The Pittsburgh Post-Gazette reports there were 85 water main breaks in the city of Pittsburgh in January, an increase of 11 from the same month last year.
According to the news source, the Pittsburgh Water and Sewer Authority dealt with four or five breaks per day during the month.
Wayne Klotz, former president of the American Society of Civil Engineers, told the paper residents not only in Pittsburgh, but all across the country can easily prevent water main breaks and conserve substantial amounts of water each year.
"In the U.S., people kind of believe cheap water is their right. There are very few cities that charge customers what it costs them to deliver water," Klotz told the paper. He added that, in addition to freezing temperatures, deferred maintenance of water infrastructures in homes is generally a considerable factor in water main breaks.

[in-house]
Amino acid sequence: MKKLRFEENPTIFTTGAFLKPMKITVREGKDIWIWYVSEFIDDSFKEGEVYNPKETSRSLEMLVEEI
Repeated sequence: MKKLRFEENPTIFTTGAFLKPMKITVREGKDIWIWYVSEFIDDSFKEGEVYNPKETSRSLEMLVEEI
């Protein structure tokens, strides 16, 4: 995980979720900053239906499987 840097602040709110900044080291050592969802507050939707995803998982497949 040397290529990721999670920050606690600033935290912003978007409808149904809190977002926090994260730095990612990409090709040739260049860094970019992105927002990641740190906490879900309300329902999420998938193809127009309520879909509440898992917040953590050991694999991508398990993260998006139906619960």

The Pittsburgh City Council implemented a 5 percent distribution service charge to all customers' water bills in 2009 in an effort to raise money to fix city and residential infrastructures. In 2011, the budget will reportedly be $6.3 million, PWSA water operations director Tom Palmosina told the newspaper.
According to the PWSA, water customers in the city will be paying 7 percent more for their bills in 2011 than last year, with a residential water charge of $8.08 per every 1,000 gallons used.